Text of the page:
Get uses  bone conduction technology which passes audio through the bones of your wrist, to your finger tip, which then conducts it directly to your ear’s cochlea via your skull(Credit: Deed S.r.l.)

It looks like an elegant fitness tracker and acts like a smartwatch, yet it has has no buttons nor a screen. It also plays audio when you touch your finger to your ear and is controlled entirely via customizable gestures and voice commands. It's called Get and its creators think it could change the way we connect with each other and our information.

Get is the brainchild of Edoardo Parini, who first conceived of the product in 2015 as part of his diploma course at the University of Art and Design of Lausanne, Switzerland. Two years later, Parini and his twin brother Emiliano took part in the Innovative Enterprise Incubator of the Polytechnic University of Turin, Italy.



Known as I3P the incubator is ranked as one of the best university incubators worldwide. The twins' company, Deed, came out of this process with a clear vision that Get was a viable product with a strong potential market.

At first glance, it's a little difficult to figure out just what Get all about. This is due to the fact that it looks so simple – and familiar in a FitBit sort of way – and because it does some novel things, none of which are really entirely new. The true cleverness of Get is how the brothers have brought a range of existing wrist-based functionalities together seamlessly, and in a simple, elegant bracelet.

Now, one of the not entirely new things that makes Get so compelling is the ability to listen to phone calls, messages and other audio – in total privacy – without a speaker or headphones. Instead, Get employs bone conduction technology. To listen, all you do is touch your finger to your ear like a futuristic super-spy. The sound is conducted via the Get bracelet, through the bones of your wrist, to your finger tip, which then conducts it directly to your ear's cochlea via your skull.

With this technology, you can hear and make phone calls, have your messages and appointments read out to you, and even listen to music. Okay, this last bit seems a little far fetched, but the team at Deed teamed up with Spotify in April of this year for the launch of the new album by Italian singer Ultimo. At the event, fans listened to the track Colpa delle favole (Blame the Fairytales) via the Get bracelets. So, while it may not be high-fidelity, listening to music – albeit with your finger stuck in your ear – is entirely possible.

The other features of the Get may seem to pale in significance – or at least wow factor – to the bone conduction technology, but when bundled together in one device, they become pretty impressive. Get can track your activity, sleep and biometrics, wake you up for work, give you directions via haptic vibrations on your wrist (one vibration to go right, two to go left) and pay for your latte. And you can use it to talk to Siri, Google Assistant, Alexa and Cortana too.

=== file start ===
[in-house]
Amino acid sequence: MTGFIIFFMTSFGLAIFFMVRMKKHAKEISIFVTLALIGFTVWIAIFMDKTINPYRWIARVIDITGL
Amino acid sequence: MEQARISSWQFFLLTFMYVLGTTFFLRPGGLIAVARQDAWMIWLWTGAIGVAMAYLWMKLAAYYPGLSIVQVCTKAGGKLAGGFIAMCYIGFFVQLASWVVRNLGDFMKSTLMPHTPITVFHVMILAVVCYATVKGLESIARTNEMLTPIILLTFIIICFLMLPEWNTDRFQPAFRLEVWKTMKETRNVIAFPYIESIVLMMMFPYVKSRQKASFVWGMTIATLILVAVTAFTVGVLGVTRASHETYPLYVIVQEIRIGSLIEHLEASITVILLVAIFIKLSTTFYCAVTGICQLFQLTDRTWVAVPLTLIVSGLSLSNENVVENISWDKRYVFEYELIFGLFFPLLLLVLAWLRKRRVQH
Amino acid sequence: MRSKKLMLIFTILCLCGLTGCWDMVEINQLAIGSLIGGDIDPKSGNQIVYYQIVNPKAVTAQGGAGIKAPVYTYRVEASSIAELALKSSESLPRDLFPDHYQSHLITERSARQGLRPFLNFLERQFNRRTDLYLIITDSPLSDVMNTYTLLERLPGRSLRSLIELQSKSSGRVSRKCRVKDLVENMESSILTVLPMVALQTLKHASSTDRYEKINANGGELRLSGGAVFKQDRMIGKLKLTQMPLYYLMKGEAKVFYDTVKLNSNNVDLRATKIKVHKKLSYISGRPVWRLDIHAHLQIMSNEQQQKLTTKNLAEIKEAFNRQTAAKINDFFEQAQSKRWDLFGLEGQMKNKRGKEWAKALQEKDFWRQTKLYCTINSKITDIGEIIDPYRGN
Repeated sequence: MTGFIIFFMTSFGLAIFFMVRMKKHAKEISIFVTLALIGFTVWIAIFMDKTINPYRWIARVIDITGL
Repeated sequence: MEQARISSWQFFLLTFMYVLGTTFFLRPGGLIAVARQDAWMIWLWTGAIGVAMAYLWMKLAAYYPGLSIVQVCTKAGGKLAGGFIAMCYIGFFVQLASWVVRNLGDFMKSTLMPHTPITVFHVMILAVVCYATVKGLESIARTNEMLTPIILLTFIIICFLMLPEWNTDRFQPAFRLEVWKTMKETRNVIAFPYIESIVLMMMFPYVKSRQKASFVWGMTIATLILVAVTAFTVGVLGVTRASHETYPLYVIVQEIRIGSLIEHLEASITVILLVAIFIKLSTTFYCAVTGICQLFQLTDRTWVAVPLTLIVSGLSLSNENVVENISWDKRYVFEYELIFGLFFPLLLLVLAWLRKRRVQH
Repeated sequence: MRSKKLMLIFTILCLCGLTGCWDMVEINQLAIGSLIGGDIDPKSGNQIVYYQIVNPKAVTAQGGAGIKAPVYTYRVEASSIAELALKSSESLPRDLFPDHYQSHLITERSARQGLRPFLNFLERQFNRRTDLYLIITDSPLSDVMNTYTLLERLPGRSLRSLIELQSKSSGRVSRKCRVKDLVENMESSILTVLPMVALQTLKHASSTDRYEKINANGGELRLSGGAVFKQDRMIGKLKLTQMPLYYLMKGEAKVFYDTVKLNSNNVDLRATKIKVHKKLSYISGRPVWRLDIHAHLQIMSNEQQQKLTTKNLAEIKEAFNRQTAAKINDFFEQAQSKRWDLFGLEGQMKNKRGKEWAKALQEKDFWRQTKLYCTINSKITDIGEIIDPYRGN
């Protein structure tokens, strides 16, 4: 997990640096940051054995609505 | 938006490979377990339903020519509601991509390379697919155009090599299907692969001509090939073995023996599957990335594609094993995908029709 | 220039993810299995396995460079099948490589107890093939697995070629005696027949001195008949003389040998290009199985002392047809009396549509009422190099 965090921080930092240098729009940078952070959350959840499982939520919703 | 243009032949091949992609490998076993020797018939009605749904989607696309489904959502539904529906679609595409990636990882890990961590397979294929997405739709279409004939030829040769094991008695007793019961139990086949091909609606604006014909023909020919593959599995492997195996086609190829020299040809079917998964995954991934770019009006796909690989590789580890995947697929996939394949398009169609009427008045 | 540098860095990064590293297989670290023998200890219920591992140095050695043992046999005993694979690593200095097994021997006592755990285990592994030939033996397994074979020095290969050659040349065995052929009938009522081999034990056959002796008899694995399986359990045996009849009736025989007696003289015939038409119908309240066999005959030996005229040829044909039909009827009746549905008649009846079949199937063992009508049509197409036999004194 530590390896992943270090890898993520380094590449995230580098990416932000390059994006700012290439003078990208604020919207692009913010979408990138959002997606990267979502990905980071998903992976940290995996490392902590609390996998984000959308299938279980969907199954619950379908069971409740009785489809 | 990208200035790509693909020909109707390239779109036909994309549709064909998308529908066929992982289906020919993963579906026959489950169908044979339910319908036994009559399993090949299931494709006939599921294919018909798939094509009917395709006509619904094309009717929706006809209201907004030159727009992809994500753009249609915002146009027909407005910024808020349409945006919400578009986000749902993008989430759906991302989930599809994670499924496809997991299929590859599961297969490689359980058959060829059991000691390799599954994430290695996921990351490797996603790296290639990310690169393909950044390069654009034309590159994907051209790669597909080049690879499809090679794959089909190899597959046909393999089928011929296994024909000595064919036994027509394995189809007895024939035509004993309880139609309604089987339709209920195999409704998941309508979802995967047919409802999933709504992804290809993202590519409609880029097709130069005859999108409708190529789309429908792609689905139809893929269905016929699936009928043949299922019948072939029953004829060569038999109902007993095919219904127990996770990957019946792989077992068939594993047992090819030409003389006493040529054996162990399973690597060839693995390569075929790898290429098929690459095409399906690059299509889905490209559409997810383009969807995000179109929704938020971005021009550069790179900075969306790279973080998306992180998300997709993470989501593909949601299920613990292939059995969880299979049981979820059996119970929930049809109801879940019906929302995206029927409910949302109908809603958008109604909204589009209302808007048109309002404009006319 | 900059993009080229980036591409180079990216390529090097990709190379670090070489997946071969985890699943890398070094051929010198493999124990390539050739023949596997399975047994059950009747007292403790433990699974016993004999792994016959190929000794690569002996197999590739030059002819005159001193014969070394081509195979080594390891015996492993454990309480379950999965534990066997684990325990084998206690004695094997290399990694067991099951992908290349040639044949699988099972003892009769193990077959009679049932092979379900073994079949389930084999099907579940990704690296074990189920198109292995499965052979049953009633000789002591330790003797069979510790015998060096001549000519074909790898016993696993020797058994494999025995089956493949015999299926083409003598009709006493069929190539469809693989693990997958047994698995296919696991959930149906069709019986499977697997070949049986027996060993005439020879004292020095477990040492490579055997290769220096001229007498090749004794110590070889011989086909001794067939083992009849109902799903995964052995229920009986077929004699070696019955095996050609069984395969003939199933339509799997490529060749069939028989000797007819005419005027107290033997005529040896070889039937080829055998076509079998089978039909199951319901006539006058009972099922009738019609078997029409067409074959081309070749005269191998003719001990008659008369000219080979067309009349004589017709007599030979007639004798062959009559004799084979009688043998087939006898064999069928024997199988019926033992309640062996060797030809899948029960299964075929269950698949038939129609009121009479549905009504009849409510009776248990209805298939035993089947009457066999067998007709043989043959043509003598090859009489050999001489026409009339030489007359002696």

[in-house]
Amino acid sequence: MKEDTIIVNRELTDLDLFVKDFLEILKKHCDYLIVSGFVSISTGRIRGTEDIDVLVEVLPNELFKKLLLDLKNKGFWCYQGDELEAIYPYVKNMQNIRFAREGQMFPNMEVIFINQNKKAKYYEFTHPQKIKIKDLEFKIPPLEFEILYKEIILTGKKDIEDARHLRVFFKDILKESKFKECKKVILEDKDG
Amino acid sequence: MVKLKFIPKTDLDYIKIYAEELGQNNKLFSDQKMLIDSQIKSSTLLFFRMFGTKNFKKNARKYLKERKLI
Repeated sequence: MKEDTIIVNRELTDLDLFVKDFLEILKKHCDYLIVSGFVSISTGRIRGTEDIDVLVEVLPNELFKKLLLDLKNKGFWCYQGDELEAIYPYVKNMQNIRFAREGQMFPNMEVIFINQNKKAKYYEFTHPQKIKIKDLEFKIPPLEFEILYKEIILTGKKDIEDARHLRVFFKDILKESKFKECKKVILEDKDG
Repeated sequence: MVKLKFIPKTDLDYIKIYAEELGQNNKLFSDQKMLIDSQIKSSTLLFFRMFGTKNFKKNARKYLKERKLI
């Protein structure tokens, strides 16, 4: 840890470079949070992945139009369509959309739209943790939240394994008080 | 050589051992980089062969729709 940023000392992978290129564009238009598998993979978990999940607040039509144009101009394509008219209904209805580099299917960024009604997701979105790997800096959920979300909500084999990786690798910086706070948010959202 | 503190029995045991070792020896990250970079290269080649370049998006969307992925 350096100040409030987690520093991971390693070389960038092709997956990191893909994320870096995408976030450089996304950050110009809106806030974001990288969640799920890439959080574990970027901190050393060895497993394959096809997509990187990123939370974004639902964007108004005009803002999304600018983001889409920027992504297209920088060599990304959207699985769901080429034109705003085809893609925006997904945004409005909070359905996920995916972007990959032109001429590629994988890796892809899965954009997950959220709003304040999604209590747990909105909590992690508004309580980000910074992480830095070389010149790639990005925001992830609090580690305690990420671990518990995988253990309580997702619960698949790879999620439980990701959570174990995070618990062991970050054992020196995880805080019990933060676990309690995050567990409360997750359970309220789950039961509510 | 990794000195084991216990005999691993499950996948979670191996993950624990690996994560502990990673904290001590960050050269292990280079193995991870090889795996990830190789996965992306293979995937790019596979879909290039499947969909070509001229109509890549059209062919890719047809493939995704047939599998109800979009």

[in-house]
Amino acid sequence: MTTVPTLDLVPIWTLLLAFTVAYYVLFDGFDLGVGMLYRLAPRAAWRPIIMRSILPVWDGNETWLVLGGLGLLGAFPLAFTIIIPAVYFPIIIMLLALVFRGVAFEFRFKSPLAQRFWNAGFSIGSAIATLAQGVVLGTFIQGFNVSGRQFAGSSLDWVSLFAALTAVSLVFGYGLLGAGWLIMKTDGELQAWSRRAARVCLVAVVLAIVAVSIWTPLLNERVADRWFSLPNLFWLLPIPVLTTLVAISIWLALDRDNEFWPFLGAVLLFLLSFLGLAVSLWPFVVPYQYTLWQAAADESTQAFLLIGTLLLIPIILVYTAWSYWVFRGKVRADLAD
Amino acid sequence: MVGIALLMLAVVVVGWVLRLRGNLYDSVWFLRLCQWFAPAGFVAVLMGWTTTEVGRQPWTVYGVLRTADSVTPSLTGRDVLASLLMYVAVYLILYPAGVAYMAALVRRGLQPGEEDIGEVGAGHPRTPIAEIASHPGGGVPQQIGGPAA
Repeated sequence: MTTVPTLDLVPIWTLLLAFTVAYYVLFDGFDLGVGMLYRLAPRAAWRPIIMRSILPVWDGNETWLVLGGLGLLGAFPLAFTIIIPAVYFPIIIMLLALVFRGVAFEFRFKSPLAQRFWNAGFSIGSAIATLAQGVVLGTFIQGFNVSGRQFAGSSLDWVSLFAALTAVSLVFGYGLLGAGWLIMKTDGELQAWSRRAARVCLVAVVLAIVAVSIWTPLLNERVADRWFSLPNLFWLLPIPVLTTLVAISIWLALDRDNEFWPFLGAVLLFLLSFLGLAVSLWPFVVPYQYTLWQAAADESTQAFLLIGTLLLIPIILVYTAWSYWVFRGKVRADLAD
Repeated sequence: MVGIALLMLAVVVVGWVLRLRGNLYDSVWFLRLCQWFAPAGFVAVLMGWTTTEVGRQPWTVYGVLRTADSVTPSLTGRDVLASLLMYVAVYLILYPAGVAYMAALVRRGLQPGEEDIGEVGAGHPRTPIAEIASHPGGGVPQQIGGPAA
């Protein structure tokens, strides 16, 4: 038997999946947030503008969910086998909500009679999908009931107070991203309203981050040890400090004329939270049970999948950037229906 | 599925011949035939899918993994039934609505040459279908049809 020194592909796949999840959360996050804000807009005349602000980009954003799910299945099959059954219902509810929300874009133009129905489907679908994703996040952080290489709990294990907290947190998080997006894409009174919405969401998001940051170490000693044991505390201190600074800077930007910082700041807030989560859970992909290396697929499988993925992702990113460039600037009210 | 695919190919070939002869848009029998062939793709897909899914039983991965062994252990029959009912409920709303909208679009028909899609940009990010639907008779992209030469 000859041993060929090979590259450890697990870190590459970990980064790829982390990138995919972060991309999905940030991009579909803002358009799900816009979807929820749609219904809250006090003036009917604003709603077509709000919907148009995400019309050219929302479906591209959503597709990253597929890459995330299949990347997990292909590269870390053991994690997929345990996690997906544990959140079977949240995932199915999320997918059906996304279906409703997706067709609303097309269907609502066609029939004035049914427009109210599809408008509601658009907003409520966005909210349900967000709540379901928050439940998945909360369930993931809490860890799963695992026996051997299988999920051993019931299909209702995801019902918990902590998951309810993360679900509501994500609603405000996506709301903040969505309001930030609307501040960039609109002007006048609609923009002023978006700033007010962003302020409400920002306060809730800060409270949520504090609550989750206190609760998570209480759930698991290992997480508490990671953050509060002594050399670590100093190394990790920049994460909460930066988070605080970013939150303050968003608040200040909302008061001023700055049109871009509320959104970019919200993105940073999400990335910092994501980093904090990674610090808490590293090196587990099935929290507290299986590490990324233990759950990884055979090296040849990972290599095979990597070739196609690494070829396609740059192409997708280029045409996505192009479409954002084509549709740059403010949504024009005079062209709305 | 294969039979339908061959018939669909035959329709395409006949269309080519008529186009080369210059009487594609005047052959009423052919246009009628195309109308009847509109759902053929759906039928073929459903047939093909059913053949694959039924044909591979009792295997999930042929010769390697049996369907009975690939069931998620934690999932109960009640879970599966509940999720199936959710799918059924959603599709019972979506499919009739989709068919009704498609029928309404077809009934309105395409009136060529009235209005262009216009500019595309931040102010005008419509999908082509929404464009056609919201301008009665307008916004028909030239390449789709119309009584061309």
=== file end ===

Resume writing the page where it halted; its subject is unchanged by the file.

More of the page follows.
But as we mentioned before, Get has no buttons, and no screen, so how do we control all these features? With voice and gestures of course. A flick of the wrist one way, and Get tells you the time, a different gesture will answer the phone and another will hang it up. All these gestures are easily customizable and Deed's gesture technology has an open API, so that Get can be used with other devices too, it just needs an idea and someone to implement it.

Now paying for your coffee with a bracelet seems pretty cool, but things get lost and stolen all the time. The brothers have a solution to this too, fingerprint security. When you take Get off, the connection to your precious data and accounts is severed. If someone else picks it up and puts it on, it's just a cool but dumb bracelet. Once the owner puts their Get back on, they touch the fingerprint ID sensor, and they're up and running again.

By the way, you may find there are very few occasions when you might want to take Get off anyway, as it's also waterproof to 10 meters (33 ft). For many users, the only time they might take it off would be to charge it, and since a one-hour charge – via the wireless charge base – lasts five days, that won't be too often either.

All in all the brothers at Deed look like they've addressed a lot of issues that have befallen similar wrist-based projects, and with over 50 awards in the last three years, Get could just become the device that sets the standard for wrist-based smart-tech to come.

The project is raising production funds on Kickstarter. Pledges begin at €110 (US$124) for one Get in a choice of sizes and color, plus the wireless charge base, with shipping starting at €25 ($28). If all goes to plan, delivery is estimated to start in March 2020. A video demonstration can be viewed below.

Get uses  bone conduction technology which passes audio through the bones of your wrist, to your finger tip, which then conducts it directly to your ear’s cochlea via your skull (Credit: Deed S.r.l.)

Get can be used for payments or public transport via RFID/NFC while security is ensured through fingerprint authentication (Credit: Deed S.r.l.)

Get has its own sleep monitor software (via the smartphone app) and can also wake you via haptic vibrations (Credit: Deed S.r.l.)

Biometrics during activity are tracked via Get, which is also waterproof to 10 meters (33 feet) (Credit: Deed S.r.l.)

Get connects to your smartphone to provide alerts and connectivity to your apps and data and interacts using either gesture or voice commands – and is also compatible with Siri, Google Assistant, Alexa and Cortana (Credit: Deed S.r.l.)

Adjustable Stainless Steel Bangle

Get with its wireless charge base which will provide an average of five days battery life after a one-hour charge (Credit: Deed S.r.l.)

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